This time last year there was a lot of debate within the OpenStack community about whether NFV belonged in OpenStack. The debate has now been settled. OpenStack is very much part of the NFV conversation and as reflected in the iconic ETSI MANO conceptual architecture figure below, OpenStack is the primary actor for the Virtualized Infrastructure Manager (VIM) layer. OPNFV, a new open source project focused on accelerating NFV’s evolution through an integrated open platform is leveraging OpenStack and the OpenDaylight SDN Controller in its reference architecture.
For those less familiar with Tacker, it is a project incubated inside OpenStack. It plays the role of the VNF Manager, which is all about the lifecycle management of VNFs. Tacker takes care of configuring the VNF, monitoring it, and if needed, rebooting and/or scaling (auto healing) the VNF. This process completes the full lifecycle prescribed by ETSI MANO.
Tacker has gained a lot of traction since the OpenStack Vancouver summit and Brocade recently hosted the Mid-Cycle Tacker Meetup. In addition to the mid-cycle meetup, weekly IRC meetings are also held to discuss implementation details.
There are four major components of Tacker: VNFD Catalog, VNF Provisioning, VNF Configuration Management, and VNF Monitoring and Auto Healing.
Here’s a quick summary of progress to date in each of these areas.
VNFD Catalog: Early efforts in standardizing around how a VNF should be represented (VNF Descriptor) has now converged around using TOSCA. TOSCA (Topology and Orchestration Specification for Cloud Applications) is a TC or technical committee under the OASIS consortium that drives the development, convergence and adoption of open standards for the global information society. There is a draft version out for the TOSCA Simple Profile for NFV. This specification describes the attributes of the VNF (VNFD), and Tacker maintains the VNFD Catalog.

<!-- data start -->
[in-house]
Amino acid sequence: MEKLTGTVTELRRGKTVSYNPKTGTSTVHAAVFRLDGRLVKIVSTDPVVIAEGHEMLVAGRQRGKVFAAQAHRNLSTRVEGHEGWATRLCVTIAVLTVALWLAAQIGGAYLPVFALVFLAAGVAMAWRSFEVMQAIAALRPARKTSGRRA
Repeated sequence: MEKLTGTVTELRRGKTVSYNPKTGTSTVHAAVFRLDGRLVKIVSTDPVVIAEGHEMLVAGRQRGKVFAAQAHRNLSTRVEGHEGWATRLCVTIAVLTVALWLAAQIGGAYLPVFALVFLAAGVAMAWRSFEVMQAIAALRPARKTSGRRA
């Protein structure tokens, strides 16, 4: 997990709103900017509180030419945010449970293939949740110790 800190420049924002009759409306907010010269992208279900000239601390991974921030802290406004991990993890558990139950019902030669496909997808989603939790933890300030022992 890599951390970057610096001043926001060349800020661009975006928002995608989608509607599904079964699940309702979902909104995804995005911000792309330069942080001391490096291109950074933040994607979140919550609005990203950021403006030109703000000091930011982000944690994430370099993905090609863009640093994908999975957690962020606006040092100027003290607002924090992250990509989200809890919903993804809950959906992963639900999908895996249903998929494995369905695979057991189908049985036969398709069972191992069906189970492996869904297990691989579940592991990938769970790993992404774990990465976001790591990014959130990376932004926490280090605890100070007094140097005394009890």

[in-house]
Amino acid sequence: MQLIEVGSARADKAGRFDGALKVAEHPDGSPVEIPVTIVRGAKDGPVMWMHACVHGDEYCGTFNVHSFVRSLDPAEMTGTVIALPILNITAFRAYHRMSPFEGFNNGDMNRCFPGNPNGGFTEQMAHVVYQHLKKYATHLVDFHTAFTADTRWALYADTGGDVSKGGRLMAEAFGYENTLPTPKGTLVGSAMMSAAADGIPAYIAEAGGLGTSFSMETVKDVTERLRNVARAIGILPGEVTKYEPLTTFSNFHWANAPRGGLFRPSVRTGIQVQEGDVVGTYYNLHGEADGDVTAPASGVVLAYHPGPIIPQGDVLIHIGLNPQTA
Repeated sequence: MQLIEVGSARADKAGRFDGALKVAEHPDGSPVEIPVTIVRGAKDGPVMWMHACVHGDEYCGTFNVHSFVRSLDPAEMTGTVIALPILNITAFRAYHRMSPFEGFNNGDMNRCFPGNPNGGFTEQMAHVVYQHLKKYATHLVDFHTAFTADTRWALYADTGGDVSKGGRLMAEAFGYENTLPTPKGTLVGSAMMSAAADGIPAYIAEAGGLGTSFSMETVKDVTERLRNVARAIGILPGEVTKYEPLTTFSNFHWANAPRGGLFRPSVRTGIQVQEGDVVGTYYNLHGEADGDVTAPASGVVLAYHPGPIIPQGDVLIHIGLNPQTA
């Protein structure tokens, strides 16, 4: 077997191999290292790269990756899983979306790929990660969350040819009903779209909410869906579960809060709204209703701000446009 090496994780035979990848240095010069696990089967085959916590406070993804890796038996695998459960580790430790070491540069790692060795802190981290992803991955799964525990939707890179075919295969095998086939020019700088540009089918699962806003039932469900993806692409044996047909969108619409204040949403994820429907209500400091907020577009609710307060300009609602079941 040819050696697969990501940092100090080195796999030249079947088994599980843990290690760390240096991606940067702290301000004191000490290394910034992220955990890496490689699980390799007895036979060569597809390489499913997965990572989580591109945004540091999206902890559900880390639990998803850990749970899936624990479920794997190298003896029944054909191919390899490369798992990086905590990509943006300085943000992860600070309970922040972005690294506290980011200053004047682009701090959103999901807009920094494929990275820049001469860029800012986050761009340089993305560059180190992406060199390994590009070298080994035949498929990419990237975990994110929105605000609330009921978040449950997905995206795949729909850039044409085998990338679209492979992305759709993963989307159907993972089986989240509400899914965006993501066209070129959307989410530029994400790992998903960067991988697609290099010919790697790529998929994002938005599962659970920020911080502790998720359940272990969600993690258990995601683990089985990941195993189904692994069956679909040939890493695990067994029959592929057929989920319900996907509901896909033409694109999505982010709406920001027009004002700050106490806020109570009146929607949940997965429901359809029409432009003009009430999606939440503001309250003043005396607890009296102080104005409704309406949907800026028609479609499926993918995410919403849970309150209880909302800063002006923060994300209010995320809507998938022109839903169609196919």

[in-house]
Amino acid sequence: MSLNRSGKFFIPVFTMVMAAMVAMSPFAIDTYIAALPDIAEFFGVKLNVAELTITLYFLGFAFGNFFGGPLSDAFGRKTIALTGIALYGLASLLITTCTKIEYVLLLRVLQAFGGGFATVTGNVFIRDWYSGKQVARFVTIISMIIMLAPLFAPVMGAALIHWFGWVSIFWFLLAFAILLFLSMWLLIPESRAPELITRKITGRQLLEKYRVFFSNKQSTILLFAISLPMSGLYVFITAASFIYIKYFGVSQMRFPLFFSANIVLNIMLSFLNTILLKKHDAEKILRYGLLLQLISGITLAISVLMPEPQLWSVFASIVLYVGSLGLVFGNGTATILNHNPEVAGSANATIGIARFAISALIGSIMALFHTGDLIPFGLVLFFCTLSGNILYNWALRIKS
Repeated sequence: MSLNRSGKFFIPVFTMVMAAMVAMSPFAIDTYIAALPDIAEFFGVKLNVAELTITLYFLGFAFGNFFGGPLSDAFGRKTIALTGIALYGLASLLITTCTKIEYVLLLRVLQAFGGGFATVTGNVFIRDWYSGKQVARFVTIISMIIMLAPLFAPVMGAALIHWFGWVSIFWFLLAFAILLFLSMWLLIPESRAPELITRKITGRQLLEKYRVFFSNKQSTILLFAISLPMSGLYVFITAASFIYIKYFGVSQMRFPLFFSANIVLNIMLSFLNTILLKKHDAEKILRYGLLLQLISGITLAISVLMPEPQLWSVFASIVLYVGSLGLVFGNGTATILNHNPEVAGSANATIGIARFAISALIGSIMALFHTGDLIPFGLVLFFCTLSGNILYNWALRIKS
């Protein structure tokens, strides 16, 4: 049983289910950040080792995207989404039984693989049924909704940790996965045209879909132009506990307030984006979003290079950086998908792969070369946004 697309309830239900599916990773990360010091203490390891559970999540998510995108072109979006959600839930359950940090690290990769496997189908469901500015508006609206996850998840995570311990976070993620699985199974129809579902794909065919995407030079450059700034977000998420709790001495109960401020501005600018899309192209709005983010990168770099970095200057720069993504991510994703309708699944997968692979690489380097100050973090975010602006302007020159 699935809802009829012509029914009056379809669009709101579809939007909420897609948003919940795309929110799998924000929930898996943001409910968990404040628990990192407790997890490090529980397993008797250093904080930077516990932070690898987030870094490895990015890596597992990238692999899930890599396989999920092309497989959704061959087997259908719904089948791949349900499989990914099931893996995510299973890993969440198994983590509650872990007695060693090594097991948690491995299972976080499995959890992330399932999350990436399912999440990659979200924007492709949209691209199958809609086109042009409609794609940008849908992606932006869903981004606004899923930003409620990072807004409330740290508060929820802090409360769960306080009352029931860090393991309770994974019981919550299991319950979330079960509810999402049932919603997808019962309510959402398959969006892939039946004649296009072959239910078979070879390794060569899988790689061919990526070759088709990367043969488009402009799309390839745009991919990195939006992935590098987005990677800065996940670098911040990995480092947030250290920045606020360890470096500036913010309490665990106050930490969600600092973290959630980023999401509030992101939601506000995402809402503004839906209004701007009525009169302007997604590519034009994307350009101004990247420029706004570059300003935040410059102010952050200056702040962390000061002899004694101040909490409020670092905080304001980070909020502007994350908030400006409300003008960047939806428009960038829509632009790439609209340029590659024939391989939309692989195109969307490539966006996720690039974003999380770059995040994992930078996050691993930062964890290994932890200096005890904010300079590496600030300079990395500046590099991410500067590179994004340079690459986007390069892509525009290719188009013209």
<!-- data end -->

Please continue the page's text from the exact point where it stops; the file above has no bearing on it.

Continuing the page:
Once a VNF has been described using the TOSCA NFV template it can be on-boarded into the Tacker VNF Catalog. Once on-boarded, Tacker can instantiate the VNF by interpreting the TOSCA template and translating appropriate portions to OpenStack Heat using a translator. Tacker also takes care of configuring the VNF and continues to monitor and, if needed, auto heal to complete the full lifecycle prescribed by ETSI MANO.
VNF Provisioning: Using the Heat template described above, Tacker uses OpenStack Nova to provision the compute infrastructure. Lot of the features from OpenStack Nova can be leveraged during the compute provisioning process. By creating the right flavor with specific attributes such as SR-IOV Passthrough, NUMA, CPU pinning, large page allocation etc., compute resources are optimized for the VNF.
VNF Configuration Management: Tacker will push specific configurations required by the VNFs through the configuration driver. Configuration management is built as a pluggable framework where different VNF vendors can write their own configuration drivers for their VNFs.
Another approach is to use the SDN controller. There’s been a lot of talk on how SDN and NFV come together. This is a great example of how Tacker using the SDN controller plugin can push configurations for specific VNFs using the SDN controller’s south-bound interfaces.
VNF Monitoring and Auto Healing: One of the key responsibilities of Tacker is to monitor the health of the VNFs. Following the same principles that guide the design of other projects in OpenStack, Tacker will have some ready-to-use loadable monitoring drivers like icmp-ping, http-ping etc. There is also a planned integration with Ceilometer, and VNF vendors can write their own monitoring driver with specific monitoring attributes.
The community has accomplished a lot in a very short time. Kudos to everyone who has committed to the project!
This post first appeared on Brocade’s community site. You can also follow Kashyap on Twitter at @kashyap_madhu. Superuser is always interested in how-tos and other contributions, please get in touch: [email protected]
Cover Photo by Wolfgang Lonien // CC BY NC